MOTIVATION FOR MERGER OR ACQUISITION
There are a variety of reasons that ¬rms merge or acquire other ¬rms. Some acquiring
managers may want to increase their own power and prestige. Others, however, realize

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Mergers and Acquisitions




that business combinations provide an opportunity to create new economic value for
their stockholders. New value can be created in the following ways:
1. Taking Advantage of Economies of Scale. Mergers are often justified as a means
of providing the two participating firms with increased economies of scale. Econ-
omies of scale arise when one firm can perform a function more efficiently than
two. For example, AT&T and NCR both design and manufacture UNIX-based per-
sonal computers. Following a merger, they will probably be able to take advantage
of economies of scale in research and development by reducing the number of re-
searchers working on similar new products. The combined firm may also be able
to economize on management costs, including accounting and corporate finance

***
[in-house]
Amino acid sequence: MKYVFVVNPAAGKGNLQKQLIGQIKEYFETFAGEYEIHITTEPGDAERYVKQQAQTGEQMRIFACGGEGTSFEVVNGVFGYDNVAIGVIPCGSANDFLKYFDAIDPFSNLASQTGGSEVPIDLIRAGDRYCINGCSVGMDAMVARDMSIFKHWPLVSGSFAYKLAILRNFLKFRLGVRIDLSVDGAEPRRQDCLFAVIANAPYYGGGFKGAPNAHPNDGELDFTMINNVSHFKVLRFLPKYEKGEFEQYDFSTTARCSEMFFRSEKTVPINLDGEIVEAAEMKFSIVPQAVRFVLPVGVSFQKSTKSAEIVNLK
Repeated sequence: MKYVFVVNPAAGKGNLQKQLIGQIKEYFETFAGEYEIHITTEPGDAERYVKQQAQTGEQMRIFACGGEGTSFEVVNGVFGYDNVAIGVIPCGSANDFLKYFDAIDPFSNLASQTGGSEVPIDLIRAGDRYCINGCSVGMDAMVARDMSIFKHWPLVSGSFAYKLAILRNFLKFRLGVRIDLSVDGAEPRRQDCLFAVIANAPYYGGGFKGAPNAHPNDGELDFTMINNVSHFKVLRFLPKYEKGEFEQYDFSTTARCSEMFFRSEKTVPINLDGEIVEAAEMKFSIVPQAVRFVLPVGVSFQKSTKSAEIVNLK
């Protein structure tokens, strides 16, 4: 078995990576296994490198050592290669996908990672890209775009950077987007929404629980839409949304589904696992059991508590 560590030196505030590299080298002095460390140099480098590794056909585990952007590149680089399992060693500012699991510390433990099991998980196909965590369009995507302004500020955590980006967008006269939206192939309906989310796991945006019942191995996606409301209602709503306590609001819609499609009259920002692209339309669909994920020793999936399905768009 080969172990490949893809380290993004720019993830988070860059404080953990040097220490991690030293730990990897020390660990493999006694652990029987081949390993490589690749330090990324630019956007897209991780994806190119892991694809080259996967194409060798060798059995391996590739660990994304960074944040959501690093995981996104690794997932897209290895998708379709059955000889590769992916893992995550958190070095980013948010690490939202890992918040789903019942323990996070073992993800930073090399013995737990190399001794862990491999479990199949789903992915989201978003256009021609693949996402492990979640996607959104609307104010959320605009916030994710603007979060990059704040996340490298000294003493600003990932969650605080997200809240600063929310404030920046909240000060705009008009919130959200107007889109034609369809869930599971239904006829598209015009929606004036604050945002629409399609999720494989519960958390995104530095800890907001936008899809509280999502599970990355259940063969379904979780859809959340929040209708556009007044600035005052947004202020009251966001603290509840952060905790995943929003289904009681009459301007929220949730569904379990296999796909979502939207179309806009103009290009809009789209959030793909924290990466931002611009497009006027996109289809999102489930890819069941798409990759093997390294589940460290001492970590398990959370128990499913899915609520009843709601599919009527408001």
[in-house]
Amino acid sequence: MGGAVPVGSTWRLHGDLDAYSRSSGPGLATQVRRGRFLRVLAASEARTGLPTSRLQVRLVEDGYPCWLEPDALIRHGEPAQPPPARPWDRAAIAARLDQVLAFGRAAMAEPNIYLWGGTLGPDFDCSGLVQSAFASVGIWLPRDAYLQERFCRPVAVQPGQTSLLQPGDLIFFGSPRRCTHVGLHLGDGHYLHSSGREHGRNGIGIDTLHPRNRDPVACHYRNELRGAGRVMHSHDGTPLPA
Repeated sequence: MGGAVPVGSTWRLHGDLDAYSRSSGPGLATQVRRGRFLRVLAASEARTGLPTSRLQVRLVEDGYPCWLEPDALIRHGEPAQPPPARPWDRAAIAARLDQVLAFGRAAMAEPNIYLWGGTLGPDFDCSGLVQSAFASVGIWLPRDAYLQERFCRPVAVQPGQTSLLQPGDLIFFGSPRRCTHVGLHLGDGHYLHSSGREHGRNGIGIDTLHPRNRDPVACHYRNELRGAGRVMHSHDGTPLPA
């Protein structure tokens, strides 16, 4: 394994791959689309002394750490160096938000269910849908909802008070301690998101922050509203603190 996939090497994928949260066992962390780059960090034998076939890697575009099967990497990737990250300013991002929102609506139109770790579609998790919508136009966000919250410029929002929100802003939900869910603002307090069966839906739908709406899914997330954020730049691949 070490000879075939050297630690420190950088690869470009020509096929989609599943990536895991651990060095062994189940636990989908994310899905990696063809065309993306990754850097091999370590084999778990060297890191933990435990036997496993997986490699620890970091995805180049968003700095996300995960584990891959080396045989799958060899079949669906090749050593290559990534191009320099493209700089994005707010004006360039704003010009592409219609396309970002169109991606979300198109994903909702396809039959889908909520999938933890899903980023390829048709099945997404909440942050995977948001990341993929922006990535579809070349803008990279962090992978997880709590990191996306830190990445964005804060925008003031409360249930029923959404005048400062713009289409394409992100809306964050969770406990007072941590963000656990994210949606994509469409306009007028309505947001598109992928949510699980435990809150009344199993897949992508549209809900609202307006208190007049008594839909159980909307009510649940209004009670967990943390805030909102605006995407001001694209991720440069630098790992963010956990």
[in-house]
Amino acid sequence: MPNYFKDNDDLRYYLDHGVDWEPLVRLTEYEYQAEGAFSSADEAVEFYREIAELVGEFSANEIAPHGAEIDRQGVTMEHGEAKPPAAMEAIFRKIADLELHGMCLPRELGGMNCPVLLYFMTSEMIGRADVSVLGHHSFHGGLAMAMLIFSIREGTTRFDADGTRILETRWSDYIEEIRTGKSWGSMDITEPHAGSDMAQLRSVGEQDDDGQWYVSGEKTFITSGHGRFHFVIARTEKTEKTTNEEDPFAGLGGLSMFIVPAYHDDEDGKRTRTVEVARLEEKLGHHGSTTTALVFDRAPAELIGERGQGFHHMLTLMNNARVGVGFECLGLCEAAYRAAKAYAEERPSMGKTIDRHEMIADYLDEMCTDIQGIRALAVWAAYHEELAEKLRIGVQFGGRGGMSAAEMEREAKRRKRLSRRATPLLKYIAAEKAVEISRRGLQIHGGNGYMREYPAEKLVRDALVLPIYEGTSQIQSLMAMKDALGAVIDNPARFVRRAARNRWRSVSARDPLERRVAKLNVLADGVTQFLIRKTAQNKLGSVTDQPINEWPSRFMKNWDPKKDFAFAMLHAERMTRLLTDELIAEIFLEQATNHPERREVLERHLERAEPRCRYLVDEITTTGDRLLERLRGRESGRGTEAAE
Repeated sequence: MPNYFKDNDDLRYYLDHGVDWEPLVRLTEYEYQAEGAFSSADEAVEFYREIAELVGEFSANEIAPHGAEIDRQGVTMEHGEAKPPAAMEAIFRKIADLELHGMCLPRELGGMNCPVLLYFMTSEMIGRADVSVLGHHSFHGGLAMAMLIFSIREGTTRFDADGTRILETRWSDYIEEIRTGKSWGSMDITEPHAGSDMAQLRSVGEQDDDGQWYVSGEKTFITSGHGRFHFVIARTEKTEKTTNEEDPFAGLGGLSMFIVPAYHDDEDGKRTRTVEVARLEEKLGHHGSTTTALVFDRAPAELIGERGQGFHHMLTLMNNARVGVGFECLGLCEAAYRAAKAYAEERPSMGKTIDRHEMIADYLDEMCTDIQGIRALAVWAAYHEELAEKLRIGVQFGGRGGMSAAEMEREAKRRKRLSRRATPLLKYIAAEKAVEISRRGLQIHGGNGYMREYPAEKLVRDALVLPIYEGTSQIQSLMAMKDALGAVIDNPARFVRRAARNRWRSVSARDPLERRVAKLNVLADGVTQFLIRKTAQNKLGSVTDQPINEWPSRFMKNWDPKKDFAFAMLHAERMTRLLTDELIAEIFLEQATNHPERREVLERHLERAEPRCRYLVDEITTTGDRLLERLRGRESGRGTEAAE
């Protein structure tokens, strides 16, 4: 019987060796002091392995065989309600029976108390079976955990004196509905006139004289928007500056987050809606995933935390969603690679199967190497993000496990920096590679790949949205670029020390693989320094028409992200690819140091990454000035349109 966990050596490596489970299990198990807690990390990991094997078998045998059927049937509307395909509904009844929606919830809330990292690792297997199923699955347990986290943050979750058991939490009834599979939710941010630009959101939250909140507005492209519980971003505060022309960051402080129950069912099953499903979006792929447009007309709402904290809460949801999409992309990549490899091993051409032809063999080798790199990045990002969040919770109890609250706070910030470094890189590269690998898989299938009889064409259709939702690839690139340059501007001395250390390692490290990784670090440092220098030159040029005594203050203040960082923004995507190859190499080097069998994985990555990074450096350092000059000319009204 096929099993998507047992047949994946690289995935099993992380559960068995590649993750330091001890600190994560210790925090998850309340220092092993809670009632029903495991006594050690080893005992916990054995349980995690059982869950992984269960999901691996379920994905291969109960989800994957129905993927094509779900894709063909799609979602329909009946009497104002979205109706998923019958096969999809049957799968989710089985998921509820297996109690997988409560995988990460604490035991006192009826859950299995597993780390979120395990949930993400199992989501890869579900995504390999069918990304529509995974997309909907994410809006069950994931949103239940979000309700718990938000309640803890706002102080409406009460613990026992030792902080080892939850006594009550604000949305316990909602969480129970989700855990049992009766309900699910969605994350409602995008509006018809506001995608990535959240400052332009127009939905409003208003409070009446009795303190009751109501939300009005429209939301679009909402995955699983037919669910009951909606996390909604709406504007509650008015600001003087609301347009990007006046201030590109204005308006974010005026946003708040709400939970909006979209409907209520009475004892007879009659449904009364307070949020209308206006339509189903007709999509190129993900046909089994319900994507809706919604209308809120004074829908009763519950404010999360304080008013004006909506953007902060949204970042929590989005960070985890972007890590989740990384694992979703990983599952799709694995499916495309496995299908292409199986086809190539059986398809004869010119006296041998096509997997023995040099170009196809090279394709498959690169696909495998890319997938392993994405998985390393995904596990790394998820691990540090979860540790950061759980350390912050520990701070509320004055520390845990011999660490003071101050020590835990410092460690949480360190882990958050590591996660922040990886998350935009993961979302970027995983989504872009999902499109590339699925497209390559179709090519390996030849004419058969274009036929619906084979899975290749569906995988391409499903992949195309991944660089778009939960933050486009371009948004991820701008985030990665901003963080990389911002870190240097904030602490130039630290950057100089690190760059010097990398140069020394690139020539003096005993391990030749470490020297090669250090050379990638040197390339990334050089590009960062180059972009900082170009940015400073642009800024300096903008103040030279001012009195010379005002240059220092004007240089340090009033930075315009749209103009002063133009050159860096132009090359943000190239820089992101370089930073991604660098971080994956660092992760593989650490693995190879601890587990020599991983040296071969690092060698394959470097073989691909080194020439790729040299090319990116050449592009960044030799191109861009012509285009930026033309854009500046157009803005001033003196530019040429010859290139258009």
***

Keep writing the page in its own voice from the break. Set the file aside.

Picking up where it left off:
functions and corporate management.
2. Improving Target Management. Another common motivation for acquisition is to
improve target management. A firm is likely to be a target if it has systematically
underperformed its industry. Historical poor performance could be due to bad
luck, but it could also be due to the firm™s managers making poor investment and
operating decisions, or deliberately pursuing goals which increase their personal
power but cost stockholders.
3. Combining Complementary Resources. Firms may decide that a merger will cre-
ate value by combining complementary resources of the two partners. For exam-
ple, a merger between a firm with a strong research and development unit, such as
AT&T, and a firm in the same industry with a strong distribution unit, such as NCR,
may benefit both firms. Of course, they could both separately invest to strengthen
their respective distribution and R&D units. However, it may well be cheaper to
combine resources through a merger.
4. Capturing Tax Benefits. In the U.S. the 1986 Tax Reform Act eliminated many of
the tax benefits from mergers and acquisitions. However, several merger tax ben-
efits remain. The major benefit is the acquisition of operating tax losses. If a firm
does not expect to earn sufficient profits to fully utilize operating loss carryfor-
ward benefits, it may decide to buy another firm which is earning profits. The op-
erating losses and loss carryforwards of the acquirer can then be offset against the
target™s taxable income.3 A second tax benefit often attributed to mergers is the
tax shield that comes from increasing leverage for the target firm. This was par-
ticularly relevant for leveraged buyouts in the 1980s.4
5. Providing Low-Cost Financing to a Financially Constrained Target. If capital